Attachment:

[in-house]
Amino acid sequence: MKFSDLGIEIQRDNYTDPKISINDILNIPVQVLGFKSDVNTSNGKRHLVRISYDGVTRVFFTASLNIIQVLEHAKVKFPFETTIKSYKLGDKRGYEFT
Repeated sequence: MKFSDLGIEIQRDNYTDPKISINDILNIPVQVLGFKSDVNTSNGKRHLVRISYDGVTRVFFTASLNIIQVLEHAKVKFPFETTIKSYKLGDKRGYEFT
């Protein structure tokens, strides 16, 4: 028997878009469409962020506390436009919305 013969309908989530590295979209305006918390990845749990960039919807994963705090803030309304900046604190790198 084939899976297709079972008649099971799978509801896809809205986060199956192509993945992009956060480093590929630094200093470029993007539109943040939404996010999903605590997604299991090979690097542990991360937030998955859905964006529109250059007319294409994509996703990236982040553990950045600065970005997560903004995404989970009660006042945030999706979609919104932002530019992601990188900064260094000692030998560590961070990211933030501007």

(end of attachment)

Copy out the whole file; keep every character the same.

[in-house]
Amino acid sequence: MKFSDLGIEIQRDNYTDPKISINDILNIPVQVLGFKSDVNTSNGKRHLVRISYDGVTRVFFTASLNIIQVLEHAKVKFPFETTIKSYKLGDKRGYEFT
Repeated sequence: MKFSDLGIEIQRDNYTDPKISINDILNIPVQVLGFKSDVNTSNGKRHLVRISYDGVTRVFFTASLNIIQVLEHAKVKFPFETTIKSYKLGDKRGYEFT
């Protein structure tokens, strides 16, 4: 028997878009469409962020506390436009919305 013969309908989530590295979209305006918390990845749990960039919807994963705090803030309304900046604190790198 084939899976297709079972008649099971799978509801896809809205986060199956192509993945992009956060480093590929630094200093470029993007539109943040939404996010999903605590997604299991090979690097542990991360937030998955859905964006529109250059007319294409994509996703990236982040553990950045600065970005997560903004995404989970009660006042945030999706979609919104932002530019992601990188900064260094000692030998560590961070990211933030501007």